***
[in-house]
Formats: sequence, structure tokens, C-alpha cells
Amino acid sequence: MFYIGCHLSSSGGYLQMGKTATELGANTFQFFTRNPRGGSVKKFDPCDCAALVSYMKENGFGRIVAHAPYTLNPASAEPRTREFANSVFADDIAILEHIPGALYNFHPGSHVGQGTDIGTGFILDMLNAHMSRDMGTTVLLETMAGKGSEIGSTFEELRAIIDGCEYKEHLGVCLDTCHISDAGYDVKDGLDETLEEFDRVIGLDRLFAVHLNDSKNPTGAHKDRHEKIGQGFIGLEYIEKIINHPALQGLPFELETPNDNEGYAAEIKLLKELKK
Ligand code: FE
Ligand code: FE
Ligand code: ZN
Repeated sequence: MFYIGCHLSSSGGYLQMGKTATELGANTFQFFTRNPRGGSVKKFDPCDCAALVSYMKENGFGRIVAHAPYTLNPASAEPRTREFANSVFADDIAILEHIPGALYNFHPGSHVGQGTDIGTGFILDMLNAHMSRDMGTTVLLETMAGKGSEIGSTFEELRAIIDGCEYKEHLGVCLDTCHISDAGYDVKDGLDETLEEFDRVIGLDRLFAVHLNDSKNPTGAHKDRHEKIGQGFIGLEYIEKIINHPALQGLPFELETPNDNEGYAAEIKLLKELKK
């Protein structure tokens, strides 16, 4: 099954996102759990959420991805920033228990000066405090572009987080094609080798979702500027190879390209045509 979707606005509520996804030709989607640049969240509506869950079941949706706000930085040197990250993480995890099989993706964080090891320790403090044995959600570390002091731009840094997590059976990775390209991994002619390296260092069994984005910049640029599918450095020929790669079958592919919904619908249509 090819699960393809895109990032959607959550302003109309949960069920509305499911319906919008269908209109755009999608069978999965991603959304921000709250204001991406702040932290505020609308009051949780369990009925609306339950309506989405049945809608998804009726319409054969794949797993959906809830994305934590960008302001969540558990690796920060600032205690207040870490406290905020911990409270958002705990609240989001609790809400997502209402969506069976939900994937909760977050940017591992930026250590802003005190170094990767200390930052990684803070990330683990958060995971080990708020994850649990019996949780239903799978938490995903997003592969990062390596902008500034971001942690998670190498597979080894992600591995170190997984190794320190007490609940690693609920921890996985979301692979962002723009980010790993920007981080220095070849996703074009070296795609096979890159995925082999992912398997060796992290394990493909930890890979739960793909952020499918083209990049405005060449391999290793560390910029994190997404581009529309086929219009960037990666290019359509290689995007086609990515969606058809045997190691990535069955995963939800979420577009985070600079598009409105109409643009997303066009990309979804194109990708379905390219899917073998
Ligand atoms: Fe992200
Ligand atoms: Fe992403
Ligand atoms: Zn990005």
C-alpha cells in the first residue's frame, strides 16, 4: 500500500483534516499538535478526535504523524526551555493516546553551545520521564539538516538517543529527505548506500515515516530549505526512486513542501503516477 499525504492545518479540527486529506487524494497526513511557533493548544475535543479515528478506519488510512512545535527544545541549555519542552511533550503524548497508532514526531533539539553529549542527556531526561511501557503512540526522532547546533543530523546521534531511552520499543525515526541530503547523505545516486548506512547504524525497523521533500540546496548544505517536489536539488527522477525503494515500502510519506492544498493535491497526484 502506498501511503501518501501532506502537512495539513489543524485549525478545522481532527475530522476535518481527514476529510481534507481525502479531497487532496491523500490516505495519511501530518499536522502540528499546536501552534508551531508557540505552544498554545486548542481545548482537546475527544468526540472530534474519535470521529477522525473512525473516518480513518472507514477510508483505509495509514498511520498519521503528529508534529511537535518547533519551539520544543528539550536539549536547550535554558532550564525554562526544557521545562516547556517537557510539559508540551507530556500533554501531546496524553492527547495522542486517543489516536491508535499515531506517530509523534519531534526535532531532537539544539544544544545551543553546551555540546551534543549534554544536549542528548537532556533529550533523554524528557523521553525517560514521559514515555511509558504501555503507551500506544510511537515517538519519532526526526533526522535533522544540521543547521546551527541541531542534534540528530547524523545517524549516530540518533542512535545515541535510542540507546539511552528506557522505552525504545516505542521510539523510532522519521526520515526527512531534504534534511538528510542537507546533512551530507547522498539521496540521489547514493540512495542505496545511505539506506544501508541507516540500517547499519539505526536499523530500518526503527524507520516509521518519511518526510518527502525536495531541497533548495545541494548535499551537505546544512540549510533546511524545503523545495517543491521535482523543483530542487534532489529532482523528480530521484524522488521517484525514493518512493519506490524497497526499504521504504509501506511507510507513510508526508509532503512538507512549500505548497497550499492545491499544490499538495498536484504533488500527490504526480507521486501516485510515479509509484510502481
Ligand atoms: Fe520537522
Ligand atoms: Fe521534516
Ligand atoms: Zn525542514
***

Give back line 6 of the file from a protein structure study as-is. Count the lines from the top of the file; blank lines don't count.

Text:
Ligand code: ZN